A New Use for Drones in Healthcare

Upon his graduation from Delft University of Technology in Netherlands, Alec Momont decided to come up with a new use for drones which would counter the negative publicity these aerial vehicles have been receiving. The student’s parents have recently lost a neighbor due to cardiac arrest and the ambulance’s not being able to arrive in time. But what if drones could carry medical supplies? That was Momont’s thought when he reached out to Living Tomorrow with an idea of creating an “ambulance drone.” Although this project is yet to be tested on humans and could be to expensive to implement, it serves as a reminder that drones have a good potential. The US is missing out on this opportunity because the FAA has been slow in providing regulations of appropriate drone use.

It is essential that the right medical care is provided within the first few minutes of a cardiac arrest,” Momont said. ‘If we can get to an emergency scene faster, we can save many lives and facilitate the recovery of many patients. This especially applies to emergencies such as heart failure, drownings, traumas and respiratory problems, and it has become possible because life-saving technologies, such as a defibrillator, can now be designed small enough to be transported by a drone.”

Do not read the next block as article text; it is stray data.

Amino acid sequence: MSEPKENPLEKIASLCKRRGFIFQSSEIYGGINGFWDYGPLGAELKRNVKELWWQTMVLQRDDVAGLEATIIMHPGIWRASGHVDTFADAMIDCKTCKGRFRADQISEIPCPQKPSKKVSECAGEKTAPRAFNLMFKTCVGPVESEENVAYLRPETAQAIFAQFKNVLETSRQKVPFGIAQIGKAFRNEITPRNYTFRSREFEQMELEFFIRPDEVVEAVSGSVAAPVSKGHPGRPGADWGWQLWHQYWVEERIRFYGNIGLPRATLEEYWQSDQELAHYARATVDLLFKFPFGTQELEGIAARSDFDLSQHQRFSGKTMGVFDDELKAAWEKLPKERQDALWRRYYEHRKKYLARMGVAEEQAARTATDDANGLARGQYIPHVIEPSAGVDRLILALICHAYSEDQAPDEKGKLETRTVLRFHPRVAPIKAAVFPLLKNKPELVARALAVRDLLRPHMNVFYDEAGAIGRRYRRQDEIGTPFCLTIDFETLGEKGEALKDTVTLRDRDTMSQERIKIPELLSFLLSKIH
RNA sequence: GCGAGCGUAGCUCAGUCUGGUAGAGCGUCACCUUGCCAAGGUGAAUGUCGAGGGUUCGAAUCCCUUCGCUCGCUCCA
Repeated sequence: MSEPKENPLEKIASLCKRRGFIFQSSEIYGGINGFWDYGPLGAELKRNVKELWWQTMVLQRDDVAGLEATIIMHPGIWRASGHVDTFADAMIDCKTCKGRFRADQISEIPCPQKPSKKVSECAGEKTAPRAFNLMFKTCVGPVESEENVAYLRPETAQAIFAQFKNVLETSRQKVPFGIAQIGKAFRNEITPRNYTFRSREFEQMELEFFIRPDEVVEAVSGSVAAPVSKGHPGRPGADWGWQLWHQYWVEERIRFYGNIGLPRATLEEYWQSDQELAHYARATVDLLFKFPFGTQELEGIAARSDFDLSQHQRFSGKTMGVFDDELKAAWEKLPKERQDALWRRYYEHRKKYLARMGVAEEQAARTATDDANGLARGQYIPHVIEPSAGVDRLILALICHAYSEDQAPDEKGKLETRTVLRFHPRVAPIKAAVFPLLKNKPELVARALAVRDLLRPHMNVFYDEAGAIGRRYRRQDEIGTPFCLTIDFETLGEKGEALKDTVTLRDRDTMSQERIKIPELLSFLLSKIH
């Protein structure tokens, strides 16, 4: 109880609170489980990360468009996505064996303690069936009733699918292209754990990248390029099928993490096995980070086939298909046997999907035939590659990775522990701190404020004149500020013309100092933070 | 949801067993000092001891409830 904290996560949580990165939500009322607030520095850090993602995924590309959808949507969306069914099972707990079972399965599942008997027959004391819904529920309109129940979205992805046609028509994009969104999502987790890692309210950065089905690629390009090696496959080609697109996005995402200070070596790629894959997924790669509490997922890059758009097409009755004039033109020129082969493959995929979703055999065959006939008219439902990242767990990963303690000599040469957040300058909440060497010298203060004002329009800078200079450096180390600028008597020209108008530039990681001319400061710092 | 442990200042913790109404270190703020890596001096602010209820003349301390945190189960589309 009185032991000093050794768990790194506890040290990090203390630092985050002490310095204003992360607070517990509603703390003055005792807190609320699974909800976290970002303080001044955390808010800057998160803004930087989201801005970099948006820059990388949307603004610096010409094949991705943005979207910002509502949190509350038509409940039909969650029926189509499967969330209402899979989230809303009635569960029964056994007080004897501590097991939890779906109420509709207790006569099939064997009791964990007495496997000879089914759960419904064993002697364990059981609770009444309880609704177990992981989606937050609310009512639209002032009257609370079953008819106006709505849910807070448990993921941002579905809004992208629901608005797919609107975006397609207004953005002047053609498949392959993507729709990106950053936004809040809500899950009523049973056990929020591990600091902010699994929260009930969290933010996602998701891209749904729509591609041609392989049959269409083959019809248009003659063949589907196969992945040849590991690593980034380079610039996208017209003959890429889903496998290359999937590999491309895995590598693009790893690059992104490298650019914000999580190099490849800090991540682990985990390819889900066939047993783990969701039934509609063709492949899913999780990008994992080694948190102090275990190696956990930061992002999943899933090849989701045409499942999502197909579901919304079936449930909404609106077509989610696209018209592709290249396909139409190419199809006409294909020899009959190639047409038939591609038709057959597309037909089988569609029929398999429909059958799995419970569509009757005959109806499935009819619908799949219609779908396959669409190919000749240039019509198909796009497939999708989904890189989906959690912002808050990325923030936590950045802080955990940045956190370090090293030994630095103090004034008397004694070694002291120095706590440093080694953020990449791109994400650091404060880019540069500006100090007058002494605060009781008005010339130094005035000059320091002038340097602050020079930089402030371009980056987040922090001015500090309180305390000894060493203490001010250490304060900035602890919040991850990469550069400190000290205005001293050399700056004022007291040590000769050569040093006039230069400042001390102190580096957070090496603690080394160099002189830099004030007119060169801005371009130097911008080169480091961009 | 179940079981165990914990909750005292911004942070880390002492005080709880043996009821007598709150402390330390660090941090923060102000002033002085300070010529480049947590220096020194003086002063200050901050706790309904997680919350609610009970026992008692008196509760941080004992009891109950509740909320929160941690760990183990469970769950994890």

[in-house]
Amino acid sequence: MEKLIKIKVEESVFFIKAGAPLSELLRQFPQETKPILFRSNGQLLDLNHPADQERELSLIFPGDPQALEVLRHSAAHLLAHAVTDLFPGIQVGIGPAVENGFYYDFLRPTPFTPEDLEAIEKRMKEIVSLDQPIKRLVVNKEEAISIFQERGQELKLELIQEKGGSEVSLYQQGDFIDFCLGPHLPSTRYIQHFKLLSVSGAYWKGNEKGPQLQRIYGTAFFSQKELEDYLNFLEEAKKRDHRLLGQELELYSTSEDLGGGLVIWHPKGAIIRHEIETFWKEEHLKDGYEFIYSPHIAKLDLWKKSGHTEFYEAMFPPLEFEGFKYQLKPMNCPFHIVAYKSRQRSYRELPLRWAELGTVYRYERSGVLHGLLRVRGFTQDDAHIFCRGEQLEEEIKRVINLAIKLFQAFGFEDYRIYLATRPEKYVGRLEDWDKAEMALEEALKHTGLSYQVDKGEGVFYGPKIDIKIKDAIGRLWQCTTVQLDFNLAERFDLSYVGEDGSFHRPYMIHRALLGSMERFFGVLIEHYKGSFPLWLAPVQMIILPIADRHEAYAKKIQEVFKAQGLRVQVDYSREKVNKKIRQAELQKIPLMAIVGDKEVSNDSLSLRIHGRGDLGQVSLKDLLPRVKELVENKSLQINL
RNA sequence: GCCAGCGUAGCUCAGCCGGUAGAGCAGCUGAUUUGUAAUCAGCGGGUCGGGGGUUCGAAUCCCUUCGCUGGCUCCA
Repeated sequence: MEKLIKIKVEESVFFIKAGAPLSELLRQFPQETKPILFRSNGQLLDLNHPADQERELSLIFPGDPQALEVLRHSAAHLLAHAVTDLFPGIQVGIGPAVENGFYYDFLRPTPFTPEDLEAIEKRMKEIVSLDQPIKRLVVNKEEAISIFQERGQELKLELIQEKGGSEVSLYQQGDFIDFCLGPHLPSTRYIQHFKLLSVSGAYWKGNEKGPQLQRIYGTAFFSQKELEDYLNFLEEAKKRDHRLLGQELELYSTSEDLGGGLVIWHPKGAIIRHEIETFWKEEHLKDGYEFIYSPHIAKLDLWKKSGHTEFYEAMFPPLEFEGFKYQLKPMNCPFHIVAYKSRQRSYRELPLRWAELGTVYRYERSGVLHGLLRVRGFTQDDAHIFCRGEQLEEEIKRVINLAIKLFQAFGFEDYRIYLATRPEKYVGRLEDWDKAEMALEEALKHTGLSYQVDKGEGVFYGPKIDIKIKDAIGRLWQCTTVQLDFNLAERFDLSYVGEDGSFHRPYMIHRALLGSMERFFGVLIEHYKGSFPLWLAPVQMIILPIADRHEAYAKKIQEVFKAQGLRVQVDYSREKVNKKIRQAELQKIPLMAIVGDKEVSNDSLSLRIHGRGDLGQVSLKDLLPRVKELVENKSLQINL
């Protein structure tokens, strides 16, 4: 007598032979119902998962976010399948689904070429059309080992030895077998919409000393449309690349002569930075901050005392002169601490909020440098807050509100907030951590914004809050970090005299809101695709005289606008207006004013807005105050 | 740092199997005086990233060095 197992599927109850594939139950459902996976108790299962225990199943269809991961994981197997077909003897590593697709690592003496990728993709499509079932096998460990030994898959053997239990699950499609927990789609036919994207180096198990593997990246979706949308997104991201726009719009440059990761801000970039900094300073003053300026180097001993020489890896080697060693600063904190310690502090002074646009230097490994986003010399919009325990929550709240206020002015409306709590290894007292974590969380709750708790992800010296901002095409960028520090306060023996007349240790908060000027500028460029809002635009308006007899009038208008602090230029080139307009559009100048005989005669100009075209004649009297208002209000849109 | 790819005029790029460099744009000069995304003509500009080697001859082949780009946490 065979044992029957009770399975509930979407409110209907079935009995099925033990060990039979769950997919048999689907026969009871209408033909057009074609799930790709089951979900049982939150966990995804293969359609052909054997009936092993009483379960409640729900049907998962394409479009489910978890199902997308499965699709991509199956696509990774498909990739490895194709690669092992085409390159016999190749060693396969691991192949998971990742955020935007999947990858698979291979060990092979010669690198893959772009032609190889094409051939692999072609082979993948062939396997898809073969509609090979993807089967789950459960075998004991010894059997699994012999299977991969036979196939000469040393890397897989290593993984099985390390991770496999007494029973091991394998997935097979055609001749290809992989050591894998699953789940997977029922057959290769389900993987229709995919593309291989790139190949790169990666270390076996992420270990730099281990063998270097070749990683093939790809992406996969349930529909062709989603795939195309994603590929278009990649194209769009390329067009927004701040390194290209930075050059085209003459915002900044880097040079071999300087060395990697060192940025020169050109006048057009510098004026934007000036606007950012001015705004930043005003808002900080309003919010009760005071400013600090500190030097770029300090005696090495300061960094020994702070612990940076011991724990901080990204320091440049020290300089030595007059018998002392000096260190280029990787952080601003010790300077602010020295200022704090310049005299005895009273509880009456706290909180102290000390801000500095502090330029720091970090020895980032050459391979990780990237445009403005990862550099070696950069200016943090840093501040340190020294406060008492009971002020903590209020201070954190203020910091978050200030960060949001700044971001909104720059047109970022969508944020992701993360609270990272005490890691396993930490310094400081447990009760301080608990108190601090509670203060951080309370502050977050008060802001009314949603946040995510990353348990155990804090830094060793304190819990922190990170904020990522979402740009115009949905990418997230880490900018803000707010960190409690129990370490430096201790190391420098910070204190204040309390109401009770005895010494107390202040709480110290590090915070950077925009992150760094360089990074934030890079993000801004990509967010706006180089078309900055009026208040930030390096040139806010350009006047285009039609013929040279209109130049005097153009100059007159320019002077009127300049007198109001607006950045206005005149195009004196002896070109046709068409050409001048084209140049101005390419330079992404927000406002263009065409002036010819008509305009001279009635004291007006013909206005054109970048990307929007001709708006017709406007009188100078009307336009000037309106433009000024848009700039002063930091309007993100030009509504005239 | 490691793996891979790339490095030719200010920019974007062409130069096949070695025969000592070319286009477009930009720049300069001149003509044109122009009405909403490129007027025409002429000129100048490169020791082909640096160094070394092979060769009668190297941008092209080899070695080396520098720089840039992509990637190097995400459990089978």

Momont’s drone is able to travel at a speed of 62 mph, however its battery only lasts for about 10 minutes. He states that 3,000 drones could be stationed on telephone poles in various areas of the Netherlands with each drone responding to emergencies within a 12 kilometer area within a minute. The nearest drone can be requested following a call to 911 and flown to the site (autonomously or controlled by a person). Once the drone arrives at the scene, it delivers medical supplies and has an installed camera which allows people to interact with an emergency technician for medical advice. The drone also includes a defibrillator that is able to give up to 50 shocks.

Ambulances in Netherlands tend to arrive in approximately 10 minutes, so Momont’s army of drones can serve as a significantly useful tool for preventing loss of life. Alec Momont is now trying to find more funding to develop his idea, with each drone costing about $19,000.

Let’s use drones for a good purpose, let’s use drones to save lives,” Momont states in his video.

Read more here – “A Student’s Ambitious Plan to Canvas the Netherlands with ‘Ambulance Drones’,” (Matt McFarland, Washington Post).

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Anna is a current student at The George Washington University in Washington, DC with a concentration in Marketing and Communication. She specializes in social media outreach and has experience working in government contracting.

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